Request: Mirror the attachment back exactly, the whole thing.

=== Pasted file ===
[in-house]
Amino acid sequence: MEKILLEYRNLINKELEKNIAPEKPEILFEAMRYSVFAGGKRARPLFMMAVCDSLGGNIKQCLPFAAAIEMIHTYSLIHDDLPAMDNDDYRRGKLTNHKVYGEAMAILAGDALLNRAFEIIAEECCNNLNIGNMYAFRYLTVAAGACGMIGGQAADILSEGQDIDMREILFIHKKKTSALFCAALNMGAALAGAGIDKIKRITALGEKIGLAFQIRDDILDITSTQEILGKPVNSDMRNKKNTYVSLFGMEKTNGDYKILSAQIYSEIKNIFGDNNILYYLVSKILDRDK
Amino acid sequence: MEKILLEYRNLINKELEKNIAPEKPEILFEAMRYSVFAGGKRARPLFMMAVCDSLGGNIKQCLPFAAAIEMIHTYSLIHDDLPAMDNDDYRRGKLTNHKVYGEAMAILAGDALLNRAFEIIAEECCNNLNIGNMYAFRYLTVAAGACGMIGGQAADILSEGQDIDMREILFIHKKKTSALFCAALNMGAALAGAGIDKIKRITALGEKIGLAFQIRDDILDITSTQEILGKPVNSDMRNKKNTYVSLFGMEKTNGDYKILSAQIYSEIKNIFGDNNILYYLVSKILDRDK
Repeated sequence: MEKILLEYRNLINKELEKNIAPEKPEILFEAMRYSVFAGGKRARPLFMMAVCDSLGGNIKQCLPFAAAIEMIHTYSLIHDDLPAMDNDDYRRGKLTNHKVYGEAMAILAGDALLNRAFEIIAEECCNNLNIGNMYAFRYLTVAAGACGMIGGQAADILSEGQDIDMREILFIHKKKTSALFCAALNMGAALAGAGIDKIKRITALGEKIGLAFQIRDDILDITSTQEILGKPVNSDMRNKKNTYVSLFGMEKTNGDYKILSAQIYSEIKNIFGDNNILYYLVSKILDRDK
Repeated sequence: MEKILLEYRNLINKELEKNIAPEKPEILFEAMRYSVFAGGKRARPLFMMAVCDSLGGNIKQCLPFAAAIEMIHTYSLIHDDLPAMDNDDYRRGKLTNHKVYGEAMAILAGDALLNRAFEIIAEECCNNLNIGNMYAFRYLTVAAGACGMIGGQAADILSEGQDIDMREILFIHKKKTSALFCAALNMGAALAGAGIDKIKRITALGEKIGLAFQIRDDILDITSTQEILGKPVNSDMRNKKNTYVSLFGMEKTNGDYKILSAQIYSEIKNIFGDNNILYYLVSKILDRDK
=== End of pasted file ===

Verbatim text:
[in-house]
Amino acid sequence: MEKILLEYRNLINKELEKNIAPEKPEILFEAMRYSVFAGGKRARPLFMMAVCDSLGGNIKQCLPFAAAIEMIHTYSLIHDDLPAMDNDDYRRGKLTNHKVYGEAMAILAGDALLNRAFEIIAEECCNNLNIGNMYAFRYLTVAAGACGMIGGQAADILSEGQDIDMREILFIHKKKTSALFCAALNMGAALAGAGIDKIKRITALGEKIGLAFQIRDDILDITSTQEILGKPVNSDMRNKKNTYVSLFGMEKTNGDYKILSAQIYSEIKNIFGDNNILYYLVSKILDRDK
Amino acid sequence: MEKILLEYRNLINKELEKNIAPEKPEILFEAMRYSVFAGGKRARPLFMMAVCDSLGGNIKQCLPFAAAIEMIHTYSLIHDDLPAMDNDDYRRGKLTNHKVYGEAMAILAGDALLNRAFEIIAEECCNNLNIGNMYAFRYLTVAAGACGMIGGQAADILSEGQDIDMREILFIHKKKTSALFCAALNMGAALAGAGIDKIKRITALGEKIGLAFQIRDDILDITSTQEILGKPVNSDMRNKKNTYVSLFGMEKTNGDYKILSAQIYSEIKNIFGDNNILYYLVSKILDRDK
Repeated sequence: MEKILLEYRNLINKELEKNIAPEKPEILFEAMRYSVFAGGKRARPLFMMAVCDSLGGNIKQCLPFAAAIEMIHTYSLIHDDLPAMDNDDYRRGKLTNHKVYGEAMAILAGDALLNRAFEIIAEECCNNLNIGNMYAFRYLTVAAGACGMIGGQAADILSEGQDIDMREILFIHKKKTSALFCAALNMGAALAGAGIDKIKRITALGEKIGLAFQIRDDILDITSTQEILGKPVNSDMRNKKNTYVSLFGMEKTNGDYKILSAQIYSEIKNIFGDNNILYYLVSKILDRDK
Repeated sequence: MEKILLEYRNLINKELEKNIAPEKPEILFEAMRYSVFAGGKRARPLFMMAVCDSLGGNIKQCLPFAAAIEMIHTYSLIHDDLPAMDNDDYRRGKLTNHKVYGEAMAILAGDALLNRAFEIIAEECCNNLNIGNMYAFRYLTVAAGACGMIGGQAADILSEGQDIDMREILFIHKKKTSALFCAALNMGAALAGAGIDKIKRITALGEKIGLAFQIRDDILDITSTQEILGKPVNSDMRNKKNTYVSLFGMEKTNGDYKILSAQIYSEIKNIFGDNNILYYLVSKILDRDK